Passing Strange should be viewed less for the specific details of its storyline and more for what it means as a whole, symbolically.
The musical sets you up with what initially seems like a stereotype (a single black American mother trying to raise her rebellious son), then snatches it away, as if to say, “No, no, it’s not that kind of show.”
And it’s really not – Passing Strange is a Tony Award-winning indie-rock musical that feels like a series of firsts.
The brainchild of Stew (American singer-songwriter Mark Stewart), Passing Strange’s score is a unique blend of a variety of genres from punk to gospel, in a bid to stray away from the typical conventions of musical theatre, while also reflecting the protagonist’s experimental journey.
In a nod to Stew’s own life, the Narrator of the show (played by Beau Dixon in the Toronto production, but originally played by Stew when the show first opened on Broadway in 2008), walks us through the life of the protagonist, Youth (Jahlen Barnes) – who we learn is a younger version of himself.
Determined to break out on his own, away from his middle-class lifestyle in 1970s L.A. and the expectations of his Mother (Divine Brown), Youth takes off to Europe to start a music career, in pursuit of what he believes is “real.”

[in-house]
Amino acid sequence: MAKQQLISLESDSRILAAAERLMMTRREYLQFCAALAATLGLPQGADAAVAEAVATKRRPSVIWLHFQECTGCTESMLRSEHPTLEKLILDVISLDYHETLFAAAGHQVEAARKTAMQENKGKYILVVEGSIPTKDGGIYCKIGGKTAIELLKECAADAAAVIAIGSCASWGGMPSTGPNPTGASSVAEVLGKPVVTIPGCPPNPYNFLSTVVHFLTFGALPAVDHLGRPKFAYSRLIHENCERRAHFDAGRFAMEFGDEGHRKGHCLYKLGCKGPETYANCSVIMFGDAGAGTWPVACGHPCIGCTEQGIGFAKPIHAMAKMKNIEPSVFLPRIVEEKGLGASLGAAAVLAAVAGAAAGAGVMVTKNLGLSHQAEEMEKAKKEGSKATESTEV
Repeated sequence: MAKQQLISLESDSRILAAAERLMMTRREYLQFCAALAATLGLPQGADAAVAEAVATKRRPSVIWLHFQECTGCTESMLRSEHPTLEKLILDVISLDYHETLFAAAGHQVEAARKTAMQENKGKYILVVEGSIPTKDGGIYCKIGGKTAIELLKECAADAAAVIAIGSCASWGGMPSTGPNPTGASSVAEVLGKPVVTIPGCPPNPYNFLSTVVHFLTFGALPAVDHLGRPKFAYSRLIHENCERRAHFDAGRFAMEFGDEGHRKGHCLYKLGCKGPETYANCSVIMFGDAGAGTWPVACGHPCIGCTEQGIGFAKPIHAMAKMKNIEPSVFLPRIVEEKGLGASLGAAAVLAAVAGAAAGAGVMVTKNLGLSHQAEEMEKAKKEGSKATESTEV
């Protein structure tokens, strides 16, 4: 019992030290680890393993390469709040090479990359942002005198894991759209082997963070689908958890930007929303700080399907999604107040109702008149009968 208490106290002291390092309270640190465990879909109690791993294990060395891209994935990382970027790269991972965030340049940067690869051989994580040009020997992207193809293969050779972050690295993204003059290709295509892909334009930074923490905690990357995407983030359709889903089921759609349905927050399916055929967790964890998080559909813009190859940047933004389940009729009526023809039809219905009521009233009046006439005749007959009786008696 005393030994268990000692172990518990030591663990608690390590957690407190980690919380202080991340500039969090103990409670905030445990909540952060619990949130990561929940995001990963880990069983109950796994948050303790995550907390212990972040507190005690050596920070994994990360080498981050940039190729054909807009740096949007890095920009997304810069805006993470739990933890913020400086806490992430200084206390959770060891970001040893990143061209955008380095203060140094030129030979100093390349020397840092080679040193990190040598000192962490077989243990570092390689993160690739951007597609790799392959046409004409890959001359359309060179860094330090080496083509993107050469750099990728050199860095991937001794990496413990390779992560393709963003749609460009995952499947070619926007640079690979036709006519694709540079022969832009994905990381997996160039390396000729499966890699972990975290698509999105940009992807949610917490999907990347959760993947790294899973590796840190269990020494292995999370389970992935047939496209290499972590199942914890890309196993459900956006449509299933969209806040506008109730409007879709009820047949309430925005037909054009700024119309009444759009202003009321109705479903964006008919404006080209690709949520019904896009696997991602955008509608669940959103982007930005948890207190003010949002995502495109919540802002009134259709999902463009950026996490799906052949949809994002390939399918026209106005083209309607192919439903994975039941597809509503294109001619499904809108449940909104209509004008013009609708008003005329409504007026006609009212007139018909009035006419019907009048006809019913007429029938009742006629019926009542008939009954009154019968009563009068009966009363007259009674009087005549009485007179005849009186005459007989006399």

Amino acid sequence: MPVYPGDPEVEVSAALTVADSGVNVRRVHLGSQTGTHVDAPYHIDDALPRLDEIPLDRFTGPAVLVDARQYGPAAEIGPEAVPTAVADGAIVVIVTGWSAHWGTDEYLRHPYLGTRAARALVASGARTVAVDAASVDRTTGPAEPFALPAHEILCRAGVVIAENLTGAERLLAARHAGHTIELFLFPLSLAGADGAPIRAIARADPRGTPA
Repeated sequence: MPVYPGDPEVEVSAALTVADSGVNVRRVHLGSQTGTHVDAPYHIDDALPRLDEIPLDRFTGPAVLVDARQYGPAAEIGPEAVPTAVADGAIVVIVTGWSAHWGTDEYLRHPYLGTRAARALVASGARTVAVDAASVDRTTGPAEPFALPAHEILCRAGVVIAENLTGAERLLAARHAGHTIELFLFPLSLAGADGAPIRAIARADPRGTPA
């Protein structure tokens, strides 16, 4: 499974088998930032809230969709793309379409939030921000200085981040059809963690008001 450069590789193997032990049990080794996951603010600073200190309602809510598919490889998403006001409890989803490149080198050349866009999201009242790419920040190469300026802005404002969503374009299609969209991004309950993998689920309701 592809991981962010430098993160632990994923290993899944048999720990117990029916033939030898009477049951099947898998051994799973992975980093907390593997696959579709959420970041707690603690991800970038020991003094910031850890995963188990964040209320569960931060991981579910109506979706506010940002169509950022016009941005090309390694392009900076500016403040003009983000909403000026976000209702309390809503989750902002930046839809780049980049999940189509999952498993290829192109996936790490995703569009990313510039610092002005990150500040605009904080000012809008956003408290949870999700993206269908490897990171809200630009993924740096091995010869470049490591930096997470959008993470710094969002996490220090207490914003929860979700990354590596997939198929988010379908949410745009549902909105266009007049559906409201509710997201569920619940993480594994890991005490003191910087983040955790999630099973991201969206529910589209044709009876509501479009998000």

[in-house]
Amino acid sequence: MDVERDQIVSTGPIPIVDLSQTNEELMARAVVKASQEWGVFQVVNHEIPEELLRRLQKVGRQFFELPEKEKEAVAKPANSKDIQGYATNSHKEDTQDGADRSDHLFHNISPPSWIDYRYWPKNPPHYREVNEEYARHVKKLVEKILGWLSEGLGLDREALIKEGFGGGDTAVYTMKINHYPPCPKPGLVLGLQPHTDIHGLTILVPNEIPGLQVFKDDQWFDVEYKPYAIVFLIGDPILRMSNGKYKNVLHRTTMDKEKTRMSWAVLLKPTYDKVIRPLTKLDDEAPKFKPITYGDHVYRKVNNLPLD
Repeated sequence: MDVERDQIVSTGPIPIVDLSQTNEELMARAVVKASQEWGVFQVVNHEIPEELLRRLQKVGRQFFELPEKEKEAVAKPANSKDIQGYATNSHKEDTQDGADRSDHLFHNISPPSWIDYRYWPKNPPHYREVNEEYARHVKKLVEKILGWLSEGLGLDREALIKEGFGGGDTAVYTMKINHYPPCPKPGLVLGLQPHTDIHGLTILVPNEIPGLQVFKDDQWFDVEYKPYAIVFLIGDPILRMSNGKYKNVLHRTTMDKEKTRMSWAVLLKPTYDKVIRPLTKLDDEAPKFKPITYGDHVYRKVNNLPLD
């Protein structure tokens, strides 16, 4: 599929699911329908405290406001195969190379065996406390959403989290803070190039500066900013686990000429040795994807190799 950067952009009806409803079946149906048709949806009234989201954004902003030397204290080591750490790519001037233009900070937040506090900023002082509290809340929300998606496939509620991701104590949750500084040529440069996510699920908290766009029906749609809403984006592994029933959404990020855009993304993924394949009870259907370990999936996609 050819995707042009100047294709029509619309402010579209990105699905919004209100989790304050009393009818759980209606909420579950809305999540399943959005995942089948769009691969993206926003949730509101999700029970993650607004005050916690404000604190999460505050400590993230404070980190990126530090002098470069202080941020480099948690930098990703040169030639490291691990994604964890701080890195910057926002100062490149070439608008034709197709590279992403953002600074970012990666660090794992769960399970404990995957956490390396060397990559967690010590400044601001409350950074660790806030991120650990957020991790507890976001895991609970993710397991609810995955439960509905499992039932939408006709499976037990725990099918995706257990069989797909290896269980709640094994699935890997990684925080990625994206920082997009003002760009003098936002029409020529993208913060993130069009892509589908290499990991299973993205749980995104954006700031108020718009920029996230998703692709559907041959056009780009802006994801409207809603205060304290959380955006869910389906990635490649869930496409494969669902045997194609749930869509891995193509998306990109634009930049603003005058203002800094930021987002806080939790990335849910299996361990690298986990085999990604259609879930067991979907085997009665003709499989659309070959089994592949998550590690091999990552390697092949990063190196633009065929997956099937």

The title of the show hearkens back to a scene from Shakespeare’s Othello, and refers to the struggle Youth faces in finding his identity – often trying to pass for someone he’s not.
While history has seen African Americans struggle to “pass as white,” this musical flips that concept on its head as we see the Youth’s internal battle, thinking he's not black enough. He equates black with hardship, then struggles with the fact that he has never actually experienced that hardship. His preconceived notion about what it means to be black hinders his ability to define and, more importantly, accept himself.
The musical focus of the show does overshadow the plot at times, which seems to be missing some meat in terms of text. It becomes apparent that the climactic point of realization for the Youth is not only foreseeable, but lacks the emotional impact it could have had, had it been given more script.
That being said, Acting Up Stage and Obsidian theatre companies have effectively extracted the heart of the show and made it their own, speeding up the tempo of many of the tunes, which works well in keeping up with the general pace of the musical – and the pace of its protagonist, who leaps around from place to place.
Up-and-coming performer Jahlen Barnes and the energetic, versatile Divine Brown make for an attention-grabbing mother-son pair, while the rest of the ensemble (David Lopez, Sabryn Rock, Peter Fernandes and Vanessa Sears) take us for a spin, not only with their vocal chops, but through the way they seamlessly transform from African American to Dutch to German, and take us right there with them every time.
Dixon delivers an impactful performance as the wise narrator, who has lived this life before. He comes in with the punchline at the end, reminding us that our “entire adult life is based on a decision made by a teenager.”
And that is precisely the foundation on which the show is built – it’s about how the choices you made in your past make you who you are today – for better or for worse.
Directed by Philip Akin, the Canadian premiere of Passing Strange continues at The Opera House until Feb. 5. For more information, visit http://www.obsidiantheatre.com/season/passing-strange/.